An upwardlyspring closed valve 176 is mounted in bore174. Valve 176 includes'an'upwardly extending stem l73 which normally will be positioned to have itsupperend just below the inner and flat surface 180 of recess-154n Valve 176 otherwiseis similar to the valve 84 of the sampling device 22 in that it is held closed by a bowed spring 181 which bears on the upper face 146 of block-148. ln additiom valve"176"is provided withian...
O-ringwhichnormally bears against "a downwardly en larged conical surface of bore 174. The lowermost portion of bore 174 is of suflicient diameter that both of the ports 144 and 142 are open thereto.
The volume metering device 28 is illustrated in elevation in Figure 11 and is of known type. It includes an inlet 186 and an outlet 188, the flow through the inlet being adjustable by means of a threaded needle valve including an operating knob 190. Device 28 is of such type that flow of gas or fluid therethrough will lift a ball float to a height dependent upon the rate of flow of the gas. The ball moves upwardly within a calibrated transparent tube 192. Therefore, if it is desirable to flow a given gas volume per minute, that volume may be obtained by operating the valve knob 190 during flow of gas until the ball is maintained at the proper calibrated line of tube 192.
As has been stated above, the gas analyzing device 26 preferably is of the type which analyzes the oxygen content of a body of gas by reliance upon the magnetic susceptibility of oxygen as compared to other gases. An analyzing device of this type is small, light and highly efiicient and can be easily and quickly operated. There' fore, it is extremely convenient in use of the present system-in a packing plant. I
The operation of the system is as follows: Assume that the system is to be used in a packing plant at which a food product is to be placed in jars I closed by metal caps C of screw type and that all air within the container is to be replaced by a gas such as nitrogen before the cap is sealed to the container. In other words, assume it is desired that the oxygen-containing atmosphere is to be removed from the container and container headspace before the container is sealed. In performing the above procedure, it may be desirable to sample filled containers at intervals to make certain that the air removal is being performed to an optimum degree. However, the more usual procedure is to fill a container with water to the proper filling height and move the container through whatever air replacement and capping mechanism is provided, and then test such containers. The testing of water-filled containers after they have been moved through the air replacement apparatus obviously gives as good an indication of the etliciency of such apparatus as could be obtained by the testing of containers filled with the actual product and avoids all possibility of the packed product adhering to the testing devices.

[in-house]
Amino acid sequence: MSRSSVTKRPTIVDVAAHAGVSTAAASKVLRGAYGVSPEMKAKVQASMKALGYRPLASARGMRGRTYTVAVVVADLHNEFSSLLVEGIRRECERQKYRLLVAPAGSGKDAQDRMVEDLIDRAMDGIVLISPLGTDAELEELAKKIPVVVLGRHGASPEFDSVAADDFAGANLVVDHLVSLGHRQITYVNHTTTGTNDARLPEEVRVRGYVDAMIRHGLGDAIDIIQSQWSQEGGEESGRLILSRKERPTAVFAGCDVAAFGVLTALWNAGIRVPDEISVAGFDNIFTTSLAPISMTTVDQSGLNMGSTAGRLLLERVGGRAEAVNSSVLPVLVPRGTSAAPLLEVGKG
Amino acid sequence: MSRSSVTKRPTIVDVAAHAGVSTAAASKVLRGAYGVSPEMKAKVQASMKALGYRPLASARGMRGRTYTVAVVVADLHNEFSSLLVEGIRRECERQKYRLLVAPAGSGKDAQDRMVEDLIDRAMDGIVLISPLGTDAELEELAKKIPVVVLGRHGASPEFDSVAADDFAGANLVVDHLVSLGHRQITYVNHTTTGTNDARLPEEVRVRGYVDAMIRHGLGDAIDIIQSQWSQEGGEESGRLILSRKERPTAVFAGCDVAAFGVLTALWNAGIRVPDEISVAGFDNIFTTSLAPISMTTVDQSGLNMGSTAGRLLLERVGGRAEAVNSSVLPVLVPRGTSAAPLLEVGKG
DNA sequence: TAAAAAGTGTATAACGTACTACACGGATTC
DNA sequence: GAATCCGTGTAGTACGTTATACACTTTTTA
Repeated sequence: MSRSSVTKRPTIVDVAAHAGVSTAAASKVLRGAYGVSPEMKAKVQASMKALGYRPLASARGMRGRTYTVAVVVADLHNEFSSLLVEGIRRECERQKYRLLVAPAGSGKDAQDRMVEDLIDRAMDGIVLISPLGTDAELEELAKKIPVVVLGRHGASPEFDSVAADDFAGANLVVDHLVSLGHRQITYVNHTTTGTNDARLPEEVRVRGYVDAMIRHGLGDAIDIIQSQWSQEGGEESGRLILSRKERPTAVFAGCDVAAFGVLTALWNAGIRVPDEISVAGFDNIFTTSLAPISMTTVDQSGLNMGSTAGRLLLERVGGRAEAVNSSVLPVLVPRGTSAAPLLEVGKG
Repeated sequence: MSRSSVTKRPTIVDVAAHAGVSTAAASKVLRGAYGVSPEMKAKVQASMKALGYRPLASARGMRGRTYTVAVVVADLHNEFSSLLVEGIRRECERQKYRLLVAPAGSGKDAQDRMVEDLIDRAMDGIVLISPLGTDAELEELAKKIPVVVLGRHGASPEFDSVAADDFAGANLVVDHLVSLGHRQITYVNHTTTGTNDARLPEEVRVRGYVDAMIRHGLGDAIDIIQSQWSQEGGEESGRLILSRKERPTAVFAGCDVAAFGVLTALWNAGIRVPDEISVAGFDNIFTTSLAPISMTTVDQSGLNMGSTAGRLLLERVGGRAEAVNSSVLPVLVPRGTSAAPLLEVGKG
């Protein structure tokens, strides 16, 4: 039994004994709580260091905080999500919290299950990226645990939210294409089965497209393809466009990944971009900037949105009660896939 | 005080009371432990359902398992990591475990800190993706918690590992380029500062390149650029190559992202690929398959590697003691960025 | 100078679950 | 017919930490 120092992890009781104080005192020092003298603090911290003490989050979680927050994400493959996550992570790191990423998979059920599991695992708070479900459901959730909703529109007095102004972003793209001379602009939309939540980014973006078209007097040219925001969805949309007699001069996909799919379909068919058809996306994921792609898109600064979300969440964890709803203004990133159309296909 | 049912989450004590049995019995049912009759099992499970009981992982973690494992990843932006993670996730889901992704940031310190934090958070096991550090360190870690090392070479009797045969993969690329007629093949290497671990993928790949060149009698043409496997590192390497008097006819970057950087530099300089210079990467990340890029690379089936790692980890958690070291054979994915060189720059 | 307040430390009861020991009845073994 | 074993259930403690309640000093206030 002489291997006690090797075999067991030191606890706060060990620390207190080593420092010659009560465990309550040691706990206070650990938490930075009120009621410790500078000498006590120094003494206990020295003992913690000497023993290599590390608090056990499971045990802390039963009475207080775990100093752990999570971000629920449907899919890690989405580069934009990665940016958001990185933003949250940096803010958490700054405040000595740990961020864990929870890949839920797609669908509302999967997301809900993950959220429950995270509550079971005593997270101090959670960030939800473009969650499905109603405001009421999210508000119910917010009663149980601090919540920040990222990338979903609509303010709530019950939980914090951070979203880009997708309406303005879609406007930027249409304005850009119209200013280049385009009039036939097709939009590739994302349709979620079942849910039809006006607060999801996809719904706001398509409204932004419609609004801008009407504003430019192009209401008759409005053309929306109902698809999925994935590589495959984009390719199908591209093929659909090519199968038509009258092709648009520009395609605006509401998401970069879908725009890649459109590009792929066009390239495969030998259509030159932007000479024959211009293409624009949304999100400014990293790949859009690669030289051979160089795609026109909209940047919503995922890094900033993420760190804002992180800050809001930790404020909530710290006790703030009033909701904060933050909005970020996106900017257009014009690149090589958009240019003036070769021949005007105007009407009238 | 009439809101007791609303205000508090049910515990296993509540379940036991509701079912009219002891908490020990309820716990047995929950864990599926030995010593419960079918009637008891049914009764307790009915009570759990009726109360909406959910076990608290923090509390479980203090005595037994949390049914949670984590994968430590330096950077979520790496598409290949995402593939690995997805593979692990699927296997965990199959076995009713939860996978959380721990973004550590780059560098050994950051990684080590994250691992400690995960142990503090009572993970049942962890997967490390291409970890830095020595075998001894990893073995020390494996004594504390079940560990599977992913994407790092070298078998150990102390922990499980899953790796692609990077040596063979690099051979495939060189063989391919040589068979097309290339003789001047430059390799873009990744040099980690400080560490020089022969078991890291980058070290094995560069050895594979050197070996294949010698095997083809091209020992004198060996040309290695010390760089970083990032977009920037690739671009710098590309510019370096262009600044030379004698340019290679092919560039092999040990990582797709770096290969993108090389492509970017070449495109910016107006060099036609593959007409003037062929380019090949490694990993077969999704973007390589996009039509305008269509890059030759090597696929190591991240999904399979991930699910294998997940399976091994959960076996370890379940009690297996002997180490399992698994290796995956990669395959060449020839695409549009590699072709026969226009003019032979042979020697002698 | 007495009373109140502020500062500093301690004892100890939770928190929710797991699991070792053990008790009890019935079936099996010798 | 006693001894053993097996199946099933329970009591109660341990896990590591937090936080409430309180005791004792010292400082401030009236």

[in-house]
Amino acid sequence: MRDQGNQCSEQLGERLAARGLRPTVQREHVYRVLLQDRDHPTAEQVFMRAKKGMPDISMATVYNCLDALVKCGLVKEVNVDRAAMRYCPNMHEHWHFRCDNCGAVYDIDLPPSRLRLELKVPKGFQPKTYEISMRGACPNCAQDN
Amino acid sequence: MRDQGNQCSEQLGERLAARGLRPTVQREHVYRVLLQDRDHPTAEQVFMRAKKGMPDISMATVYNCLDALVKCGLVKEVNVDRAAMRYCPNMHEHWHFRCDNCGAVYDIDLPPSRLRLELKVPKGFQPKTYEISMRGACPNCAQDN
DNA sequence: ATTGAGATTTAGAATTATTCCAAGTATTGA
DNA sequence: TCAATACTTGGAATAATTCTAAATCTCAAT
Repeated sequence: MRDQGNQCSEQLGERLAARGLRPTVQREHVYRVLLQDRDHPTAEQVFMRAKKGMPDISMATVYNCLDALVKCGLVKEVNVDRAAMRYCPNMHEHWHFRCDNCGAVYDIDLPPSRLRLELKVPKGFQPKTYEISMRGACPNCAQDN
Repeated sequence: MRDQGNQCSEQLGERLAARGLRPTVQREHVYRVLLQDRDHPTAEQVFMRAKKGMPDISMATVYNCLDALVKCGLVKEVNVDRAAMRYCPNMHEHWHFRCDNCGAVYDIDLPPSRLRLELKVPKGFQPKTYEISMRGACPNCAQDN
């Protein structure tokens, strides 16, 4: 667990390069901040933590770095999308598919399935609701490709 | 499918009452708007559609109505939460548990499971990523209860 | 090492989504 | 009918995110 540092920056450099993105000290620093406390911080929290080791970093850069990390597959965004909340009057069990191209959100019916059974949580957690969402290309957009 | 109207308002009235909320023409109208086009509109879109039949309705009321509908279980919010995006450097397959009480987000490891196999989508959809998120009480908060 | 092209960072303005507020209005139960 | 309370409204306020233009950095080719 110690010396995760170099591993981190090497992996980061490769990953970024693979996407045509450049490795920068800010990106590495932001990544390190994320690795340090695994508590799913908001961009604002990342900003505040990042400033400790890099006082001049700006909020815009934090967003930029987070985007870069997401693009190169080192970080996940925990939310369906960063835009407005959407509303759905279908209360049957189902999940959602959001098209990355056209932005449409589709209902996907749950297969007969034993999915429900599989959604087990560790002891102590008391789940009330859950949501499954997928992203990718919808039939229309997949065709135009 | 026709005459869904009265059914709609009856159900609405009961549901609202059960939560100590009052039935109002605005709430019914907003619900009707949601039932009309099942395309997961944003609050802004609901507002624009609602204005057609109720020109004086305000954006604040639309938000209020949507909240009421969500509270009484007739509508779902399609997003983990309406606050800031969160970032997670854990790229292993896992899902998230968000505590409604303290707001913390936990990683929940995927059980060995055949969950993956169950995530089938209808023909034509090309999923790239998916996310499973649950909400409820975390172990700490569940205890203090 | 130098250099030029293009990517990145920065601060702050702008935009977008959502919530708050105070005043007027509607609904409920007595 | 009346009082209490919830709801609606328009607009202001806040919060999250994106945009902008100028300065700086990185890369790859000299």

In accordance with the present system, a removed jar I would be placed upon a suitable support and the sampling device 22 positioned above the same as shown in Figure 3, that is, with the piston 58 in inward position. The device 22 then would be pressed firmly upon the top wall of the closure C, thereby forcing the sealing ring 112 into firm contact with the closure to seal device 22 to the upper wall of the closure. Continued downward pressure upon the device 22 will cause the tang 108 to pierce the top wall of the container as shown in Figure 6 by reason of the fact that sealing ring 112 is compressible whereas tang 108 is fixed with respect to device 22. When tang 108 has pierced the closure C, continued downward pressure upon device 22 will cause ring 112 to further compress and will bring the outer and now lower end of valve stem 84 into contact with the closure. This will result in the opening of the valve 80. The operator now will draw piston 64 upwardly to thereby draw gas from the headspace of the container and upwardly between valve stem 84 and within bore 100 past valve 80. When the desired quantity of the container gaseous content thus has been obtained, the operator will somewhat relax the pressure which he is applying to the device 22 to hold it against the container cap C. This relaxation of pressure will permit the sealing ring 112 to expand but without breaking the seal between ring 112 and the container cap. Therefore, if the operator now moves the piston 58 inwardly toward valve 80, the sample within the bore 46 will be placed under atmospheric pressure and valve will be free to close because the outer end of its extension or stem 84 will be out of contact with cap C. Then 'device 22 may be moved further away from the top wall of cap C so that the sealing ring'112 will be entirely separated from the cap and the tang 108 will be drawn clear of the hole pierced in the container closure. Obviously, because valve 80 will close before the seal between ring 112 and the closure C has been broken, no atmospheric gas or air'can move past valve 80 and into the cylinder bore.